It started several years ago with a thoughtful and emotional recognition that the Omaha people needed to strengthen their economy. Village Board of Walthill Chair Mike Grant recognized the talent of his native people, and wanted to support their entrepreneurial spirits, which he knew would benefit them and the tribe.
Grant brainstormed business solutions for the Village of Walthill with partners, consultants, and an economic development coordinator. The team looked at available real estate and saw an opportunity in a retail “strip mall” style space located at 307 Main Street, Walthill, Nebraska. The Walthill Business Incubator was born.
“I don’t really like the word incubator,” Grant jokingly admits. “But that’s what it is, it’s a supportive environment for business growth, and we have many tribal members who are interested in starting their own businesses. It is an exciting time for Walthill and the tribe.”
Grant says he thinks the Omaha word “washkon” is a better fit for what the incubator is.
“It roughly means, ‘be strong, work hard, no worries,’” explains Grant.
Grant says the endeavor is off to a great start approximately a year after it’s inception. There are three businesses in the strip mall now, a coffee shop called Pop A Joe’s, and two clothing consignments shops, Effortless and Mamma T’s. Grant says Pop A Joe’s is a great place to hang out and socialize. He likens it to Central Perk on the television show “Friends.”
“It’s a smaller version of course, but that’s the kind of vibe it has. It isn’t the kind of place where everyone retreats to a private table and hides away with his or her coffee. It’s a very social environment with a comfy couch, and comfy chairs,” says Grant. “I think it’s a great example for the next generation to see what is possible here on the reservation. This is a thriving business, and it’s really just the start. We are going to continue to improve not only this storefront, but we’re going to add more businesses to Walthill.”
Pop A Joe’s is a passion project for Alissa Harlan and her husband Jarom. The shop is affectionately named after his late father, who everyone called Popa Joe.
“This is something new for Walthill,” said Alissa. “We want to offer a cozy, uplifting environment. The shop is frequented by many of the local high school students, which is a blessing for all of us.”
Alissa wants to do more marketing and plans on continuing to grow the business.
Grant’s pride is palpable when he speaks of recent improvements in his community.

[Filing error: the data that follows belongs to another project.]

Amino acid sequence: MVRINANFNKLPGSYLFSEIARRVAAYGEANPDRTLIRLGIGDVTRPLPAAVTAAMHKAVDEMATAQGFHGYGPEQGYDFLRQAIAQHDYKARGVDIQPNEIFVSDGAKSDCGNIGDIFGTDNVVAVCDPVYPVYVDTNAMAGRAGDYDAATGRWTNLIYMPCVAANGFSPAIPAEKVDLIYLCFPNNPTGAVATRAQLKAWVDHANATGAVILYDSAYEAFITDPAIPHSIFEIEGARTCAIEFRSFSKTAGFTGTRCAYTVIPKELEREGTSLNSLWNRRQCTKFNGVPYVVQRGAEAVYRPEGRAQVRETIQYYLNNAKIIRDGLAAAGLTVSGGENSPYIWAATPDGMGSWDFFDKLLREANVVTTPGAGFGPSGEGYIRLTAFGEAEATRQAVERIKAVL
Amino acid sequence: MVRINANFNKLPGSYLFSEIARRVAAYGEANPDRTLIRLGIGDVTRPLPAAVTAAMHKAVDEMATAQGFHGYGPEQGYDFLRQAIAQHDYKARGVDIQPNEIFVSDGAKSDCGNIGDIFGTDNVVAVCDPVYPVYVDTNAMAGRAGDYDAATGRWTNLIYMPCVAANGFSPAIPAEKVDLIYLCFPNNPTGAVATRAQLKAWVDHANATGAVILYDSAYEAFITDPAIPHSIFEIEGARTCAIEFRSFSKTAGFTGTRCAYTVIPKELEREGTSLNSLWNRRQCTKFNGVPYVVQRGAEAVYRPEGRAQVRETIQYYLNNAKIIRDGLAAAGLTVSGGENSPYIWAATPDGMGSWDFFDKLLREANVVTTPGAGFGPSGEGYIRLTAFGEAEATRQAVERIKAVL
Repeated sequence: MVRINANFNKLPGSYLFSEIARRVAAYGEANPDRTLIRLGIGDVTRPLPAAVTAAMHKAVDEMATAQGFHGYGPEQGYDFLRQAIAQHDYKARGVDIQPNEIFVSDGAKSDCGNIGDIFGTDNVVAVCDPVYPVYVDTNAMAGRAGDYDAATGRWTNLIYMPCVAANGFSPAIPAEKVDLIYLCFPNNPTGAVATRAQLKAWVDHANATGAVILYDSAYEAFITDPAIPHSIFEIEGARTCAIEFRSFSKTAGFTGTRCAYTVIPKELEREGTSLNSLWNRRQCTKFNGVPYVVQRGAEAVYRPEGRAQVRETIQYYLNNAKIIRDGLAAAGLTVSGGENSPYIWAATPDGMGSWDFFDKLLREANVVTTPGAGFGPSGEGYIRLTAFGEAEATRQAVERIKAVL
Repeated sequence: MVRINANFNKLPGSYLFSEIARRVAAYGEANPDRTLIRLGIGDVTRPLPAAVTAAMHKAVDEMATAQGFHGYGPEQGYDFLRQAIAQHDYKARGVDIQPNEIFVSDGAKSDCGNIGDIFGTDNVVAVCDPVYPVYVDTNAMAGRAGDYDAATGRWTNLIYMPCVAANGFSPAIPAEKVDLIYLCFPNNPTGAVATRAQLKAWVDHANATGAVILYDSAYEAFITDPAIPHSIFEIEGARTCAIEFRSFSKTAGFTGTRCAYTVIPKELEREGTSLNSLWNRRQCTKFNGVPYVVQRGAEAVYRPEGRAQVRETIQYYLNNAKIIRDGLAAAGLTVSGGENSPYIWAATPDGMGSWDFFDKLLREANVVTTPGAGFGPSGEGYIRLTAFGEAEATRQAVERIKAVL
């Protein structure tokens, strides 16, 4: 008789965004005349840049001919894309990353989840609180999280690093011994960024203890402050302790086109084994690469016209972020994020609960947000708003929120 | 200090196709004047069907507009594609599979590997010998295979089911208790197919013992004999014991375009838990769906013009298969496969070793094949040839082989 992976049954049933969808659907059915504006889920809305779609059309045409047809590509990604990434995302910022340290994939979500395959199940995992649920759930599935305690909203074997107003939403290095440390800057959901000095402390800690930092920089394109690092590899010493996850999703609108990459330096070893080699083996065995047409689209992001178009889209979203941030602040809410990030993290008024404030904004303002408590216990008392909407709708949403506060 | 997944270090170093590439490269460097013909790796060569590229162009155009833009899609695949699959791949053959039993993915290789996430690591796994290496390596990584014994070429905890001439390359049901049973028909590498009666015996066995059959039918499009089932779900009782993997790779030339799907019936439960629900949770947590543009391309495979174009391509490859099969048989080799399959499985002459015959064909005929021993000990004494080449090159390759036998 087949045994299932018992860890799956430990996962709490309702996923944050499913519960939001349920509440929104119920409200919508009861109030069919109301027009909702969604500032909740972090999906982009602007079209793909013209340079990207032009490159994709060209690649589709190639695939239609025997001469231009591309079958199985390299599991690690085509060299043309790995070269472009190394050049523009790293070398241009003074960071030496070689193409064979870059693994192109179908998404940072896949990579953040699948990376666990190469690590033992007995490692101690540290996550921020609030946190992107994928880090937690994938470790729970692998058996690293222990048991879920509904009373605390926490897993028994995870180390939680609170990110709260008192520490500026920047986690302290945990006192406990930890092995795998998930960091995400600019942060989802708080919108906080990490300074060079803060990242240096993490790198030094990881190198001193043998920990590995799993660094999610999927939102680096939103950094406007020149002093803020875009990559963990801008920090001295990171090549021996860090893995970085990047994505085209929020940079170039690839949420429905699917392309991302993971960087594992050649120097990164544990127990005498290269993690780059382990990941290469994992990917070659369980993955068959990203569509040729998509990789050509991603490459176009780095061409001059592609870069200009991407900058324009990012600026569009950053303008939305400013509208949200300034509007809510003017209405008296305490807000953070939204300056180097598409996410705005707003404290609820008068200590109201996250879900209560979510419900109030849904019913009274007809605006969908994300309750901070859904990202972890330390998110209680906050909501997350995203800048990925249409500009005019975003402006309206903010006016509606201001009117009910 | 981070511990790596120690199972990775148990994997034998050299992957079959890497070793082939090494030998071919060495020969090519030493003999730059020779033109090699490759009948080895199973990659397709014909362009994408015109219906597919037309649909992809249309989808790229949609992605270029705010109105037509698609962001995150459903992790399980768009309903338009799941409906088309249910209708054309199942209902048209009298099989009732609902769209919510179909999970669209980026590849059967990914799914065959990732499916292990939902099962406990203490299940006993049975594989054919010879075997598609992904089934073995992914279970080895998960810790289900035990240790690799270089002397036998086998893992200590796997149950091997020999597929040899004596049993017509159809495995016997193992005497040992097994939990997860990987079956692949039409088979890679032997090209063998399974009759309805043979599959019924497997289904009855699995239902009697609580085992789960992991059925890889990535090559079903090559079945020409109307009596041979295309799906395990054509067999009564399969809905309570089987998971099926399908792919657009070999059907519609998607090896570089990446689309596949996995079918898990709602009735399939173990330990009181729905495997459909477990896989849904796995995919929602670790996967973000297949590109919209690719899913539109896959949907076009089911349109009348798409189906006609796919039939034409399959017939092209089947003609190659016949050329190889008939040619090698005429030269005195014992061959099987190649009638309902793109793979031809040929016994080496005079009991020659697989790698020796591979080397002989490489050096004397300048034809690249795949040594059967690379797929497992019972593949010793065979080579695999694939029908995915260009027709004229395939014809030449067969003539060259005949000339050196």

“We have a new library, a new fire department, the Picotte Center, and a skate park,” Grant explains.
He credits Kevin Connot, economic development specialist for the Village of Walthill, with connecting the tribe with USDA Rural Development, who funded the Walthill Incubator with Rural Business Development Grant Native American Funds. To date, the incubator has received two grants, one for $351,516.00 and another for $254,200.00. Both Grant and Business Programs Specialist Deborah Drbal, USDA Rural Development, hope to continue investing in the tribal nation.
“We have earmarked funds especially, for tribal communities, and I’m glad the Omaha Nation is using these resources,” said Drbal.
According to USDA studies, tribal communities have traditionally been underserved, or not taking full advantage of the funds available to them.
“USDA RD launched an equity study this year to gain better understanding of what barriers to our programs may be preventing tribes from applying for funds,” said Joan Scheel, director, Nebraska Business Programs. “In Nebraska, we’ve typically allocated more tribal funds than most other states, and we’re proud of that fact. We want to continue making meaningful investments in our tribal communities, and I invite tribes to reach out to us so we can discuss the funds available to them and help them identify qualifying opportunities and projects. The application window for these funds is open now and closes February 27, 2023, for our next funding cycle. Our website is www.rd.usda.gov/ne, and our main phone line is 402-437-5551.”
The Walthill Incubator is intended to assist four businesses at a time. Grant is expecting to help more than that. He said the list of native entrepreneurs who’ve expressed interest numbers nearly 11 already, and he wants to help them all.
The commercial infrastructure, counseling, and partnership with Nebraska Indian Community College, are projected to create 37 full-time jobs in the next three years. This Rural Development investment will continue to enhance the incubator, and Grant expects it will become a positive focal point on the Omaha Reservation, a source of pride for all its citizens.
Grant expects tourism and visits to the reservation to continue to increase, which will support the tribe’s economy and businesses.
“Next summer we expect the Picotte Center’s renovation’s to be complete, and we’re discussing holding an annual celebration each June to honor Dr. Susan,” said Grant. “My vision for that is a large annual celebration we can hold every year, welcoming visitors, educating others on our culture, and supporting our local businesses. June is a beautiful time of year to visit the reservation.”
The Omaha Tribe of Nebraska’s website is: https://www.omahatribe.com/.
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